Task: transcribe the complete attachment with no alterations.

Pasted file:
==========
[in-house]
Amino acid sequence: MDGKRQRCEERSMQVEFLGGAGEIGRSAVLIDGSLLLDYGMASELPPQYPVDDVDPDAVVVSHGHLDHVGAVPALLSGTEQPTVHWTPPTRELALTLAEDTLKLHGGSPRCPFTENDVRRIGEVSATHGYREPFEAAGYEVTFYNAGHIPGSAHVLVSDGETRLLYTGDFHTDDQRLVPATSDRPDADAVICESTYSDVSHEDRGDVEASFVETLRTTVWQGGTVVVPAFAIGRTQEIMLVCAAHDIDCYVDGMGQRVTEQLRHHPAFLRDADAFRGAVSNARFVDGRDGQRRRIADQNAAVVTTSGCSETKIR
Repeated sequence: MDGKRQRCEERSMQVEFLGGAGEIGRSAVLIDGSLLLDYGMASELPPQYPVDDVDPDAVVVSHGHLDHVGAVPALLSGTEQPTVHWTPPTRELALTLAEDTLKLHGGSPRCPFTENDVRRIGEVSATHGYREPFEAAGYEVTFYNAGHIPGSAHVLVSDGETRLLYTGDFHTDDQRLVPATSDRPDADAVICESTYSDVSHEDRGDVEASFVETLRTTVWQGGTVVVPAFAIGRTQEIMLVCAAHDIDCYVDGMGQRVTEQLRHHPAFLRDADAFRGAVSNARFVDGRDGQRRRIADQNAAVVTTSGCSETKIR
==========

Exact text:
[in-house]
Amino acid sequence: MDGKRQRCEERSMQVEFLGGAGEIGRSAVLIDGSLLLDYGMASELPPQYPVDDVDPDAVVVSHGHLDHVGAVPALLSGTEQPTVHWTPPTRELALTLAEDTLKLHGGSPRCPFTENDVRRIGEVSATHGYREPFEAAGYEVTFYNAGHIPGSAHVLVSDGETRLLYTGDFHTDDQRLVPATSDRPDADAVICESTYSDVSHEDRGDVEASFVETLRTTVWQGGTVVVPAFAIGRTQEIMLVCAAHDIDCYVDGMGQRVTEQLRHHPAFLRDADAFRGAVSNARFVDGRDGQRRRIADQNAAVVTTSGCSETKIR
Repeated sequence: MDGKRQRCEERSMQVEFLGGAGEIGRSAVLIDGSLLLDYGMASELPPQYPVDDVDPDAVVVSHGHLDHVGAVPALLSGTEQPTVHWTPPTRELALTLAEDTLKLHGGSPRCPFTENDVRRIGEVSATHGYREPFEAAGYEVTFYNAGHIPGSAHVLVSDGETRLLYTGDFHTDDQRLVPATSDRPDADAVICESTYSDVSHEDRGDVEASFVETLRTTVWQGGTVVVPAFAIGRTQEIMLVCAAHDIDCYVDGMGQRVTEQLRHHPAFLRDADAFRGAVSNARFVDGRDGQRRRIADQNAAVVTTSGCSETKIR